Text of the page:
Stormy Weather For The Flying Dutchman

To open its 2012 Opera Festival, Beijing’s huge National Center for Performing Arts decided to produce The Flying Dutchman, its first Wagner opera, in commemoration of the 200th anniversary of the composer’s birth (in 2013). The opera’s director, Giancarlo del Monaco (son of world-famous tenor, Mario), called in an all-Italian team for the opera’s set, lighting, and projection design: respectively William Orlandi, Vinicio Cheli, and Sergio Metalli.

Metalli, responsible for recreating the sea, which plays a fundamental role in the haunting tale of the sea captain and his ghostly ship, had worked with Orlandi in the past. “After I’d shown some of my work, Giancarlo del Monaco came to my studio, we prepared some images, and our positive working relationship grew from there,” says Metalli.

In addition to Giovanni Buttitta, Enrico Pazzagli, and Giovanni Quiri from Ideogamma, Metalli’s specialist large-scale projection and virtual set design company, the designer’s team included Rome-based 3D/digital artist Nicola Sganga, who has more than 40 films to his credit and three David di Donatello awards for visual effects. After several days working on how to realize the content, Sganga returned to his Rome base to work on part of the opera, while the Ideogamma team worked on the rest, creating the sea in all conditions, the sky, lightning, and, at one point, the eerie silhouette of the approaching Dutchman’s boat.

“The video content was created entirely using Autodesk 3ds Max 2012 for 3D work and Autodesk Combustion and Adobe After Effects 5.5 for compositing,” says Buttitta. The team then traveled to the venue with one of Ideogamma’s customized hex core PCs and a network-attached storage unit with the pre-production videos for production rehearsals, fine-tuning the projections to suit the stage and integrating with Orlandi’s set elements.

“Time was a big problem to meet the client’s brief,” says Metalli. “Working in 3D with seascapes, we were at the theatre until four in the morning and back at nine the next day. We modified the waves’ speed and fullness, as well as their frequency and color, the size of raindrops and the dimensions of the lightning flashes. A lot of work went into both 3D work and the compositing, particularly on effects such as foam and lightning.” The numerous changes in atmosphere ranged from Nordic-style rough seas and storms, to lightning and rain, to calm sea and waves rolling toward the audience when the ship is in the harbor in Act 3.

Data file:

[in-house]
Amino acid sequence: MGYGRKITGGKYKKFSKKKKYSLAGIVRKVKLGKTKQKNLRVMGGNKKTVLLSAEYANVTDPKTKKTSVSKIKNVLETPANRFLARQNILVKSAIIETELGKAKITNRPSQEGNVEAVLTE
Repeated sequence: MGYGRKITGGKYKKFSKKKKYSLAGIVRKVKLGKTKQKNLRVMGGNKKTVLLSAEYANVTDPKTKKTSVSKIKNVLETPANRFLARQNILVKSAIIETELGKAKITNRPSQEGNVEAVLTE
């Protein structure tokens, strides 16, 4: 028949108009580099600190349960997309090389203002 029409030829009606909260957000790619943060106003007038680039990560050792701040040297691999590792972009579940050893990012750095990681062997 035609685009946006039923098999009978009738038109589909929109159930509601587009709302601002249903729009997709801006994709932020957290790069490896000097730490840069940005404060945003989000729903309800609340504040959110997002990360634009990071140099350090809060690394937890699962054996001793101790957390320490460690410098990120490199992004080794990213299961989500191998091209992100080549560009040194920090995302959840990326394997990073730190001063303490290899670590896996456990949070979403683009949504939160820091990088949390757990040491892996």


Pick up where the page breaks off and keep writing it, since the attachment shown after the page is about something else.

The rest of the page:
Metalli specified three Gerriets International Studio gray PVC rear projection screens—a main rear screen measuring approximately 82'x49' and two side screens, each 49'x49'—that formed a sort of box round the set, with additional projections on a huge area of the stage floor. “We used four Barco FLM R22+ units on the rear screen in 4:3, whereas the other projectors were all Barco FLM HD20 HD units, two on each side screen and four on the stage, all in 16:9,” says Metalli. The screens were mounted on motorized pipes, enabling them to be raised and lowered when set elements were moved on and off the stage. Backstage, an area was allocated to 12 Dataton Watchout 5 systems, connected to the projectors via DVI with fiber optics, and eight rendering servers.

An MA Lighting grandMA2 console was used to control the lighting rig, comprising 60 Clay Paky Alpha moving head fixtures—30 Wash 1200s and 30 Profile 1500s—as well as 130 ETC Source Four PAR units and 25 ADB Lighting Technologies 2kW 15°/35° profiles. Cheli, whose lighting has been appreciated by audiences at the Rossini Opera Festival, Salzburg Festival, Théâtre Champs-Elysées, Chalet Theatre in Paris, La Scala, and Venice’s La Fenice, says the plan was to make the scenes look like paintings of the 1880s. “In Italy, we have a different concept of lighting and images, and, as opposed to UK and US LDs’ modus operandi, don’t use a lot of light, because we’re more interested in the spectacles’ overall results,” he says. “So no followspots were used, and I based the lighting on the luminous intensity of Sergio’s projections, using the same color tones to complete the scenes and balance the light on the set and performers. Due to the tall set elements, the light bridges were at a height of 24 meters [79'] but, fortunately, the CP Washes and Profiles have optic groups that allow light beams to be tightened considerably.”

There was no sound reinforcement for the performers, but the theatre’s Studer Vista 8 digital console was used for chorus monitoring and sound effects.

After the opera’s opening at the NCPA’s 2,400-capacity house, local newspaper China News reported, “Last night’s stage combined realistic and imaginary representations and backgrounds, presenting an effect similar to the best epic magical 3D films.”

“CNPA president Chen Ping was very satisfied with the projections and said he’d never seen anything like them in China before,” Metalli enthuses, adding that he has three more productions scheduled in China before the end of the year.

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